Both models start from the same point of departure: about 3.6 billion years ago, an asteroid struck Mars with enough force to put that 96 mile hole in the ground and send a powerful shock wave deep into the crust. All agree that this event started a series of subsequent developments that led to today’s landscape at Gale Crater. The point of divergence comes when one either takes the wind-and-water rationale the rover team has adopted, or uses volcanism as the primary mechanism.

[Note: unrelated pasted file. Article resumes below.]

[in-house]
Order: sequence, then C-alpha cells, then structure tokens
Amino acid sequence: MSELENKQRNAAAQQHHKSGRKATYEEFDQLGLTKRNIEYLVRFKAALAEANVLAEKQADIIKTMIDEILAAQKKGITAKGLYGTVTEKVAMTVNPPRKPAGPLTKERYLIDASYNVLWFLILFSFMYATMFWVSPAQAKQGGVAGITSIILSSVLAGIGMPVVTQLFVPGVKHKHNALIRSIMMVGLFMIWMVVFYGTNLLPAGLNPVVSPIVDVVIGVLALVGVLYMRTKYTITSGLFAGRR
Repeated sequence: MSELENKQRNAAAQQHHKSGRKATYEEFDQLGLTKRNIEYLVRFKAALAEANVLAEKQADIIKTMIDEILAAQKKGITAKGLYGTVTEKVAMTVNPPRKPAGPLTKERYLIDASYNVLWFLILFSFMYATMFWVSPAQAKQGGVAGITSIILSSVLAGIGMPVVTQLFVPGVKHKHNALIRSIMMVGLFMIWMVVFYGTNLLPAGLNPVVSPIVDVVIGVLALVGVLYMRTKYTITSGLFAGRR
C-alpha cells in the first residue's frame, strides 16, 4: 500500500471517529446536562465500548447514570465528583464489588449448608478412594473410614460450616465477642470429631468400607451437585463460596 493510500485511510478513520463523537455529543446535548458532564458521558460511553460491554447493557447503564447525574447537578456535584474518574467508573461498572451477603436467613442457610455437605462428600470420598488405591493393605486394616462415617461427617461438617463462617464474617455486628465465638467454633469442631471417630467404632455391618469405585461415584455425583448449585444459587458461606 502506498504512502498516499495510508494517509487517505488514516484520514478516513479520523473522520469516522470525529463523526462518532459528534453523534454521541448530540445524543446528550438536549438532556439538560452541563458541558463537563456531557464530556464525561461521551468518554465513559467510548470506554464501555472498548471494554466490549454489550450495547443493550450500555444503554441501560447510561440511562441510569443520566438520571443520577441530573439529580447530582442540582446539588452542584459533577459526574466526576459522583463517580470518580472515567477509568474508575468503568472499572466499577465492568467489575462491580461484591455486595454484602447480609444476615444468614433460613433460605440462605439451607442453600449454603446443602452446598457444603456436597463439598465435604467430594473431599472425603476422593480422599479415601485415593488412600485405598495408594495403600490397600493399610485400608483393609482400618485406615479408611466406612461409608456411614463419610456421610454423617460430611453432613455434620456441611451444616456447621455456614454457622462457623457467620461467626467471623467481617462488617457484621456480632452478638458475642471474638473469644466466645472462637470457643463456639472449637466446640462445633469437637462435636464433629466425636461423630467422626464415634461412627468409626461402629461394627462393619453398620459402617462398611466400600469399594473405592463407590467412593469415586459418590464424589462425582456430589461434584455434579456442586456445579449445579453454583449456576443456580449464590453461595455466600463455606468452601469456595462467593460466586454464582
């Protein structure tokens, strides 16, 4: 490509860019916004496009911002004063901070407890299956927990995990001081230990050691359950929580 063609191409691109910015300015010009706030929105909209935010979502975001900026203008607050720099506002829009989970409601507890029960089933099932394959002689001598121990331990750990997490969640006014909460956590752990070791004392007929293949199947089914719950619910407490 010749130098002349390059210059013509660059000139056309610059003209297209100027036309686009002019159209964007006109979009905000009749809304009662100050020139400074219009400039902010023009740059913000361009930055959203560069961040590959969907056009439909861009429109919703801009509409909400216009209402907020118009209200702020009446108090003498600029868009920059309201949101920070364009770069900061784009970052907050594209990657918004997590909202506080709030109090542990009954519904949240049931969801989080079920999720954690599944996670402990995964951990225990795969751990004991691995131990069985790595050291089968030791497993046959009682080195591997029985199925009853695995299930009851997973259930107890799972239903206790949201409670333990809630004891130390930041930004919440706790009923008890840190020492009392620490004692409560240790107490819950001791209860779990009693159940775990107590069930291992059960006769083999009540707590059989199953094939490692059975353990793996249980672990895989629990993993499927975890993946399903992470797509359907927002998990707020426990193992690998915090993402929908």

Pyroclastic deposits from volcanic eruptions come in a tremendous variety of forms. Because it is not my intent to review these, it is sufficient to select the one that best fits the data obtained from Curiosity’s cameras and chemistry experiments, which show that most rocks examined so far have a mineral composition quite close to basalt, the most common form of volcanic rock on Mars and Earth. Hand lens imaging and microscopic imaging have shown the rocks to be generally grainy, as opposed to glassy or vesiculated (a bubbled form common to many basaltic rocks on earth). Importantly, not all earthly pyroclastic deposits have significant amounts of glassy materials in them. Some can be quite granular at a fine scale, as is seen in the Mt. St. Helens ash sample collected by Dr. M. A. Wilson of the College of Geology, Wooster University, Ohio. That sample has abundant crystalline rock particles in it, derived from the basalt of the volcano by the ultra-violent conditions of a Plinian explosion and pyroclastic flow. Dr. Wilson’s sample contains minimal amounts of glassy shards. Instead it includes some rounded particles of glassy material mixed in with the crystalline particles.